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Countryside crime rise


12:01am 8th August 2011

Criminals are systematically targeting farms across Yorkshire and the North East with a 12% rise in ‘agri-crime’ in 2010.

New figures from the UK’s leading rural insurer NFU Mutual, reveal that the rise in theft to agriculture in north eastern areas of the country is estimated to have cost £9.2 million in 2010. This reflects a nationwide trend where almost two thirds (62%) of NFU Mutual branches reported an increase in rural crime in their area.

While nationally, thieves have targeted expensive tractors, heating oil, scrap metal and livestock, the theft of power tools such as chainsaws, lawnmowers and jet-washers topped the list of items targeted by rural criminals in Yorkshire. Tractors came in second followed by the theft of quad bikes.

The NFU Mutual Rural Crime Survey is based on the 2010 claims experience of its network of branch offices located in rural towns and villages. Unlike some other crime reports, NFU Mutual’s survey includes claims for crimes against homes, farms, commercial premises and vehicles.

There is little sign of rural crime slowing as the countryside continues to prove difficult to police and attitudes towards security remain relaxed.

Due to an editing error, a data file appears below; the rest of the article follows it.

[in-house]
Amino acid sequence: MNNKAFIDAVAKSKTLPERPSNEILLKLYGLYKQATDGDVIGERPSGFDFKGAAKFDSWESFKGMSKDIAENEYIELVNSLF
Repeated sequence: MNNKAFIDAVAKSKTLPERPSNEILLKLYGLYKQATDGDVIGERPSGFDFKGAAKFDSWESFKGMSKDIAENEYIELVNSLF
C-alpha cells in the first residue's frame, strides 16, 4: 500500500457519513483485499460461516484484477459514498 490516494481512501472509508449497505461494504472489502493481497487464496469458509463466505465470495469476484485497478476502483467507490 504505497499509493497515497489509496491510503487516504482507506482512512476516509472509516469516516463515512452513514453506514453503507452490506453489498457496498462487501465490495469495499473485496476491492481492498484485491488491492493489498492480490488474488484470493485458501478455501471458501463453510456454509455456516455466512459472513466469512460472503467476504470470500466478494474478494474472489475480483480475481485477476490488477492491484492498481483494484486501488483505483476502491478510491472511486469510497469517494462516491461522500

When asked about the main reason thieves target the countryside, 41% of branches said the fact it was such a sparse area made it difficult to police, with 32% claiming there was less chance of thieves being seen. 23% thought relaxed attitudes towards to security measures could also be a factor.

59% of NFU Mutual branches believe that the most common time of day for thieves to act is during the night (midnight – 6am). 59% also reported that thefts from farms or outbuildings was the biggest problem in their area, while 12% said garden sheds and garages have proven tempting for thieves.

Commenting on the issue of rural crime Andrew Moss, NFU Mutual Agent in Beverley, said:

“People living and working in rural areas of Yorkshire need to be vigilant and keep working with police and local communities to help fight rural crime.

“Highly organised thieves don’t just target tractors, Landrovers and farm machinery, they can also make money from items like quad bikes and power tools that can be stolen and sold on in the blink of an eye.

“There is no substitute for good physical security: strong locks, security lighting and maybe even a dog. It’s all about taking small steps to make life much harder for rural criminals and making outbuildings more secure is an effective deterrent.

“Taking the time to mark your more valuable items will make it much easier return property should it ever get stolen. Unless they are marked and identifiable, many farm and household items can be difficult to trace but very simple for criminals to sell.”

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